(I started my career as an English teacher at Providence Day School in the fall of 1988. The previous summer I worked at Camp Pinnacle in Hendersonville, NC. My experiences as a rock-climbing instructor had a profound impact on how I view teaching. Devil’s Courthouse, so named by the Cherokee who inhabited this region of North Carolina, is an impressive spot, particularly when you are dangling from its face.)
I was at 5700 feet, 2000 feet above the cove floor, 200 feet above the base of the cliff face, about sixty feet above my climber. I was tied into a bow-line-on-a-bite, a remarkable variation of the standard bow-line that distributes equal stress between two separate safety holds. In this case the safety holds were chalks wedged into cracks in the rock. I leaned out as far as I could, so I could see my climber, who was stumped by her next move and getting tired and grumpy about the entire enterprise. She looked up: “nowhere to go.”
The southeast view from this particular spot on Devil’s Courthouse was particularly outstanding and encompassed landmarks such as Pilot Mountain and Cedar Rock, but my climber, usually a very aesthetically minded thirteen-year-old girl, didn’t really care about the view right now. She was looking at the sharp, wind-worn rock directly in front of her—less than a foot in front of her. I could only see her head and her hands and forearms when they would flash above her from time to time seeking a hold to use. “Want some advice?” I asked. She tilted her face up toward me and stuck her tongue out.
I could feel the familiar warmth on my back as the sun reappeared from behind a cloud. I thought about how tired I was. I thought about the forty-five minute drive back to camp. I wondered if we had enough gas to make it back to camp—the gas gauge had broken long ago. I wondered if it was going to thunder because the last cloud was a bit heavier than the last, and it was three ‘o’clock, and it was June. I wondered if I was going to get to go paddling…and suddenly the slight tension on the rope, just enough to know someone was there, disappeared. (To the uninitiated this might seem like bad news!) As she made this move up the rock, I leaned further out just in time to see her fall. It was not a panicked fall—there was no scream because she was an experienced climber who knew that I had her. That is not to say she wasn’t scared…her voice shook after she grabbed hold once again. “What do I do now?”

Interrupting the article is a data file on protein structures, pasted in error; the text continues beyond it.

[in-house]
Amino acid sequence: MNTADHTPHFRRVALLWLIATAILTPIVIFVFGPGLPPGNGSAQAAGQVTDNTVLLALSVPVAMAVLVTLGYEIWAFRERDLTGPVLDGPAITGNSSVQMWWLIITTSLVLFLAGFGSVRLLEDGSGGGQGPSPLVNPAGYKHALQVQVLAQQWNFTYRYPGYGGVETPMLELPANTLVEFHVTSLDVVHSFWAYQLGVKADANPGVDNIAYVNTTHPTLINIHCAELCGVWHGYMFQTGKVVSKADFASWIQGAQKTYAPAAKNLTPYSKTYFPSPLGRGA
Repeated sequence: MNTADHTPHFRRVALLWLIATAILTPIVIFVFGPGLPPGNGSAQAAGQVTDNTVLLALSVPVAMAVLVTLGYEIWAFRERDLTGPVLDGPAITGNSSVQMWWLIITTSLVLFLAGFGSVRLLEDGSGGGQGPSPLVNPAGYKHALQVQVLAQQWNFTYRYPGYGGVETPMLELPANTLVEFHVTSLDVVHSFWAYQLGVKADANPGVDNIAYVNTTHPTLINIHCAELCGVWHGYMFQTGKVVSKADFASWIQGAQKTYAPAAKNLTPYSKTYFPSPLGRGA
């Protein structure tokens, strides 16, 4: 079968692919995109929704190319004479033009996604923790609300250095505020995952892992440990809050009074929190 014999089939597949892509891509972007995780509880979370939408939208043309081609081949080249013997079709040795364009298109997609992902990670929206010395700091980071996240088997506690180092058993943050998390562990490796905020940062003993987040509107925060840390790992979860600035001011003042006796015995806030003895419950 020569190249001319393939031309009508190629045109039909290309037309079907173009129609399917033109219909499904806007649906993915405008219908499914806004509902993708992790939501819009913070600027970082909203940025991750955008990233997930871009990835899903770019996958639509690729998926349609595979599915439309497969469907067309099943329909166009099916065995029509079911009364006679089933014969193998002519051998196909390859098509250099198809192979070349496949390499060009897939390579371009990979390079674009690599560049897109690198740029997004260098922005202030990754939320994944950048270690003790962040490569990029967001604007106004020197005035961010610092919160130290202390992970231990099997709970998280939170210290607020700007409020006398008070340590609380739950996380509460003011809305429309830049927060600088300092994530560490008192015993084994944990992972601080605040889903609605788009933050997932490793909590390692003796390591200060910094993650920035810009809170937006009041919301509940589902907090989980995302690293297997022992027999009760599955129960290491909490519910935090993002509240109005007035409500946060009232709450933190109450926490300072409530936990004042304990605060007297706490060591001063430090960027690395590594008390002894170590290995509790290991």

“Are you alright?”
“I scraped my knee on this stupid rock, “ she sounded more angry than hurt.
“Yes, Ross,” she said with fouix calm and professionalism.
“I want you to try a couple of things.”
“I know, I know,” she said, “try again…don’t hug the rock, use my legs more than my arms, blah, bah-lah, bah-lah!”
I laughed at her sarcasm and realized she knew all my best advice. I wasn’t the best climber in the world—calling me mediocre would be generous. In fact, her skill and ability eclipsed mine by a great distance. Earlier on the climb she had moved so gracefully through an overhang that I didn’t even have time to tell how impressive what she had just done was. In some ways I had little to offer her.
“I wasn’t going to say any of that,” I lied. “I was going to suggest you take a breather for a minute—no rush.” She moved her feet up the rock so that she could lean back on the rope and size up the situation. She dangled her arms. I took a moment to look over at the other instructor who was stuffing a PBJ into his mouth before his next climber repelled down the face. I listened to the rest of the group behind us who were practicing their knots (they had to demonstrate an understanding of the essential knots before we would let them climb).
After some needed rest, she traversed to her left, and she soon found a better route. Because she understood my role, she tried some moves that tested her quickly expanding repertoire. She even reluctantly took some of my advice by inverting her hand so that her wrist faced away from her body and pressing herself up as she straightened her arm from her chest down toward her waist—this is called a mantle. She wasn’t completely happy with her climb, but she smiled at me anyway as she hooked herself into the safety line, took herself off of belay, and walked back to the group.
A wicked storm blew up around four. I sent a C.I.T. with the girls to scamper down the long and steep path that led to the van. As I coiled the ropes and gathered all the climbing pieces in the midst of the lightning, rain, and hail, I sensed more distinctly than I had before that my career as an educator, which would officially commence in less than two months, had actually already begun.